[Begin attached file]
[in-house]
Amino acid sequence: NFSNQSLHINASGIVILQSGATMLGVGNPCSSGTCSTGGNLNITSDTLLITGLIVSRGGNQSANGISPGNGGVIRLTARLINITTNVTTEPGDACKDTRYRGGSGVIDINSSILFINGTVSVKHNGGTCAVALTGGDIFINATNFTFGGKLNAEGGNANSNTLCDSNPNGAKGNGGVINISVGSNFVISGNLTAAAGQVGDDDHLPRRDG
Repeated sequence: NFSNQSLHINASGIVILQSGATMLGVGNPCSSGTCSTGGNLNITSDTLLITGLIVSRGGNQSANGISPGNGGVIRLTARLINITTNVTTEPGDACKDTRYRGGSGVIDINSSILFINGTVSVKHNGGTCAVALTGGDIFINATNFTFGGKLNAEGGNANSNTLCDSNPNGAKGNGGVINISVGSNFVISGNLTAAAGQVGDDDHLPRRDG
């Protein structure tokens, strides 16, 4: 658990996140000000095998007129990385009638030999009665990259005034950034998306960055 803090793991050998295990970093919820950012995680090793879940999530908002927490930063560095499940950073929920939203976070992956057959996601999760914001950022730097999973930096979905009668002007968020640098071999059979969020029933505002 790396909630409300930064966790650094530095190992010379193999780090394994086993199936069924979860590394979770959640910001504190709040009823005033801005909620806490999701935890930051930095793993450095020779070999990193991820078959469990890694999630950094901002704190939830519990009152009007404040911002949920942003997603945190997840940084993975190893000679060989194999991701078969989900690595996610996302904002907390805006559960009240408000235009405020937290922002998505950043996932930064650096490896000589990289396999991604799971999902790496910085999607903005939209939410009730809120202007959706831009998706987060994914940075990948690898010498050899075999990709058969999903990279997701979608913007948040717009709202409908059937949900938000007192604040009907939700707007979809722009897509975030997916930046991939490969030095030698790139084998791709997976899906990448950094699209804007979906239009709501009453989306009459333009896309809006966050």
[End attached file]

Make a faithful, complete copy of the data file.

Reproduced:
[in-house]
Amino acid sequence: NFSNQSLHINASGIVILQSGATMLGVGNPCSSGTCSTGGNLNITSDTLLITGLIVSRGGNQSANGISPGNGGVIRLTARLINITTNVTTEPGDACKDTRYRGGSGVIDINSSILFINGTVSVKHNGGTCAVALTGGDIFINATNFTFGGKLNAEGGNANSNTLCDSNPNGAKGNGGVINISVGSNFVISGNLTAAAGQVGDDDHLPRRDG
Repeated sequence: NFSNQSLHINASGIVILQSGATMLGVGNPCSSGTCSTGGNLNITSDTLLITGLIVSRGGNQSANGISPGNGGVIRLTARLINITTNVTTEPGDACKDTRYRGGSGVIDINSSILFINGTVSVKHNGGTCAVALTGGDIFINATNFTFGGKLNAEGGNANSNTLCDSNPNGAKGNGGVINISVGSNFVISGNLTAAAGQVGDDDHLPRRDG
């Protein structure tokens, strides 16, 4: 658990996140000000095998007129990385009638030999009665990259005034950034998306960055 803090793991050998295990970093919820950012995680090793879940999530908002927490930063560095499940950073929920939203976070992956057959996601999760914001950022730097999973930096979905009668002007968020640098071999059979969020029933505002 790396909630409300930064966790650094530095190992010379193999780090394994086993199936069924979860590394979770959640910001504190709040009823005033801005909620806490999701935890930051930095793993450095020779070999990193991820078959469990890694999630950094901002704190939830519990009152009007404040911002949920942003997603945190997840940084993975190893000679060989194999991701078969989900690595996610996302904002907390805006559960009240408000235009405020937290922002998505950043996932930064650096490896000589990289396999991604799971999902790496910085999607903005939209939410009730809120202007959706831009998706987060994914940075990948690898010498050899075999990709058969999903990279997701979608913007948040717009709202409908059937949900938000007192604040009907939700707007979809722009897509975030997916930046991939490969030095030698790139084998791709997976899906990448950094699209804007979906239009709501009453989306009459333009896309809006966050």